We were much bolder with the beets. Despite the fact that daily temps were still topping 100 degrees before we took off on our trip, Dana and Mary began planting the initial bed as our first plane left the ground. The resulting plants are surprisingly stunning.

They aren’t quite ready for harvest, but they will be soon. Real soon. Proof that even when you suspect there’s not much chance something will work, if you really want it, you might as well muster up the nerve and try anyway.

More often than not, it pays to go ahead and pull open that door.

* * *

How about that marvelous rain Sunday morning! The farm is revitalized, and we’re all happily working in the mud. For this Wednesday’s farm stand we’ll have:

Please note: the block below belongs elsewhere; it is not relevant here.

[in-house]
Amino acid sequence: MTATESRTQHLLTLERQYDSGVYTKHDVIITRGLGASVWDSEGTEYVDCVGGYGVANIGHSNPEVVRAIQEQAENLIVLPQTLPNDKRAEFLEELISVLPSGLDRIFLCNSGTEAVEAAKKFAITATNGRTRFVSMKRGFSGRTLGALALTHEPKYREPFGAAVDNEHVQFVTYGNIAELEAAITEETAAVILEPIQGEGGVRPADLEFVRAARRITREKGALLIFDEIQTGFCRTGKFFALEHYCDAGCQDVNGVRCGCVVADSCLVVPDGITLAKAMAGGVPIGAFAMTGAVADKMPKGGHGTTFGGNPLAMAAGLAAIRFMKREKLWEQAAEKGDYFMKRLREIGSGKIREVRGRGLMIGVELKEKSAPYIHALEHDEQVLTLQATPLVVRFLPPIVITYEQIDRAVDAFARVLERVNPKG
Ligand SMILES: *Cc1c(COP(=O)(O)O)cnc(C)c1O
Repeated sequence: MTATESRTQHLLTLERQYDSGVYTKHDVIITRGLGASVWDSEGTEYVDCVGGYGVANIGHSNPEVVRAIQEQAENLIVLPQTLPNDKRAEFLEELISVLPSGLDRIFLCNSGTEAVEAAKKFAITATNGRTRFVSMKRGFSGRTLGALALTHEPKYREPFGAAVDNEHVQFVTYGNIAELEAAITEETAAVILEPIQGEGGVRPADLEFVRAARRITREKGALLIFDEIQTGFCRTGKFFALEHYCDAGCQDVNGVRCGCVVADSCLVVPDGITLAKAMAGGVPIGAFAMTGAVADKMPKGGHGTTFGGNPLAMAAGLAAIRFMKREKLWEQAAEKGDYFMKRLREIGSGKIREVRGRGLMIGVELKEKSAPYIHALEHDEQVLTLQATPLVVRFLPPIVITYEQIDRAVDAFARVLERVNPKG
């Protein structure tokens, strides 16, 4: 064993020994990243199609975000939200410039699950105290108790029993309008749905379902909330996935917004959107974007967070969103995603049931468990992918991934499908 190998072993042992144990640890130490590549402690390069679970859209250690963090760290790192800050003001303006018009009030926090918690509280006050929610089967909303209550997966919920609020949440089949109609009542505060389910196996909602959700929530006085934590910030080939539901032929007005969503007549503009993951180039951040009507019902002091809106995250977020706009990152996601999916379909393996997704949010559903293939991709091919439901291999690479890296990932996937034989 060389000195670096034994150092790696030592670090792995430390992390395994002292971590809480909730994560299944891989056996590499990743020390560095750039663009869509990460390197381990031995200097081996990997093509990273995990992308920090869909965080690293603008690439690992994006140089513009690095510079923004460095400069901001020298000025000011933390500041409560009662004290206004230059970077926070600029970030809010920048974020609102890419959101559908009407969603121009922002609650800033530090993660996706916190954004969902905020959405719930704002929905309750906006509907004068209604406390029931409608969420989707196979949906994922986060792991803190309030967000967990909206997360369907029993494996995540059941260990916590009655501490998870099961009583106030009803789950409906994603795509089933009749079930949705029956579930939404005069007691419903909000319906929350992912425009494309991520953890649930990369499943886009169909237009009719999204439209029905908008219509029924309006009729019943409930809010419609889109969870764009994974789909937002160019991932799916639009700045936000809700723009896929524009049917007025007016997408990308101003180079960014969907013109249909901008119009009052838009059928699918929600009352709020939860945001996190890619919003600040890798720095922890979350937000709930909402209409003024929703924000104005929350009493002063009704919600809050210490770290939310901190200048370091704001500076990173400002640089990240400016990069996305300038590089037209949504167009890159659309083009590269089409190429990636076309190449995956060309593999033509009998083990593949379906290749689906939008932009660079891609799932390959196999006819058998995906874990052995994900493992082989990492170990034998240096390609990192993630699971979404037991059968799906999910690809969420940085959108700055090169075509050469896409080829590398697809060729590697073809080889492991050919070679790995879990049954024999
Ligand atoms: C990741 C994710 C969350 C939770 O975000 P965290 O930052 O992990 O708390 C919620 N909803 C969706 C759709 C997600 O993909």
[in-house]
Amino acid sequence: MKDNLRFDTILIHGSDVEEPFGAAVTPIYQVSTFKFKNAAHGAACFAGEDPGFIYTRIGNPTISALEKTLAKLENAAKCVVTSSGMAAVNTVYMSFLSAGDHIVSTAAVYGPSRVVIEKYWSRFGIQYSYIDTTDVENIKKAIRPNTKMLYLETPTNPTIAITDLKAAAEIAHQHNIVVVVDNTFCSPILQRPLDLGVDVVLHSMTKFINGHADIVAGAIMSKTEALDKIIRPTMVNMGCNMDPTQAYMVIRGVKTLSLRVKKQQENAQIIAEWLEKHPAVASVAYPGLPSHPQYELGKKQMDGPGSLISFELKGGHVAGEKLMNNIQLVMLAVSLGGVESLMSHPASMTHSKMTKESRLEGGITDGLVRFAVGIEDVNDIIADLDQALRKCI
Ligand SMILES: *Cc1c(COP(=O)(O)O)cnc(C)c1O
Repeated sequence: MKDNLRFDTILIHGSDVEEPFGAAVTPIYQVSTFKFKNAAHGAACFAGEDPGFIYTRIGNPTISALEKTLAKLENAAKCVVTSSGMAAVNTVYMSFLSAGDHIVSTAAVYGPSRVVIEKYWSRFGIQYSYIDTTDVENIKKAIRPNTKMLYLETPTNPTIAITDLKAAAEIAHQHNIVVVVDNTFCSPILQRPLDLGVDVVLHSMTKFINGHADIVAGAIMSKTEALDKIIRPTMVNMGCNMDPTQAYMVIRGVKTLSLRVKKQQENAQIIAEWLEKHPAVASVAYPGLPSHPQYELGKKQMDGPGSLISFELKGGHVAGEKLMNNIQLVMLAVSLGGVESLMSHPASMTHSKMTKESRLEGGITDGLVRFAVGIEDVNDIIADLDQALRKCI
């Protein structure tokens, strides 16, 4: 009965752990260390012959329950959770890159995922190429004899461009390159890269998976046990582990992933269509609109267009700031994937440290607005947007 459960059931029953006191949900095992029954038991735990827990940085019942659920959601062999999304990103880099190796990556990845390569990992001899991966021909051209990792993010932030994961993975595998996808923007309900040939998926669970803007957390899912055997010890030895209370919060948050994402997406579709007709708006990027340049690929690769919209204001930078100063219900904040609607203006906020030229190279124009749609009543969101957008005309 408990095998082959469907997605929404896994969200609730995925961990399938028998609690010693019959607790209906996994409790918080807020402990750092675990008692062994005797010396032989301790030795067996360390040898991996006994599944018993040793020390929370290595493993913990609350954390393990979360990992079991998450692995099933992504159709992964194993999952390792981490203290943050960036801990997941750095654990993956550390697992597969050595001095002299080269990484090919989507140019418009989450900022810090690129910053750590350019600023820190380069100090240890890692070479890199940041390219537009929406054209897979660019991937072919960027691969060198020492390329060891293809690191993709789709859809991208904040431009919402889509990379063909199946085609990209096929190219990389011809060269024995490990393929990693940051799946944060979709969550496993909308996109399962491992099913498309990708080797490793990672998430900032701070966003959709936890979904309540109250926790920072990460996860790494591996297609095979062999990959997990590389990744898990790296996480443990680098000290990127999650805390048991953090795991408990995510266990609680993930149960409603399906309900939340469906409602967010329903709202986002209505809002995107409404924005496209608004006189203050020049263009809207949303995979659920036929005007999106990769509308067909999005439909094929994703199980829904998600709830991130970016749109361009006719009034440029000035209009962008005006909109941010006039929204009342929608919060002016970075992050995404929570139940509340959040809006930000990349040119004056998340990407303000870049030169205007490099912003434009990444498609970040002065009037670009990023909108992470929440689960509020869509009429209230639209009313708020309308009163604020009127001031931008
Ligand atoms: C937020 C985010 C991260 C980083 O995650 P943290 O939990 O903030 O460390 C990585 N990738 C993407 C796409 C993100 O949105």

Lots of Asian cucumbers; bunches of chard; bunches of Asian mustard greens; four varieties of summer squash (zucchini, Zephyr, yellow squash and Cousa); bags of arugula; Cubanelle peppers; three varieties of eggplant; spaghetti squash; and bags of frozen summer tomatoes for soups and sauces. (Run warm water over the tomatoes to peel off the skin, let thaw a few minutes then chop. Two cups chopped frozen tomatoes is equivalent to one store-bought can — though the frozens are way more delicious!).

Jo Dwyer
Angel Valley Organic Farm

Farm stands:
Saturdays 9:00-1:00 in Jonestown on FM 1431 at the blinking yellow light; and
Wednesdays 10:00-2:00 in NW Austin at the Asian American Center, 11713 Jollyville Road (1-1/2 blocks north of the intersection of Jollyville and Duval)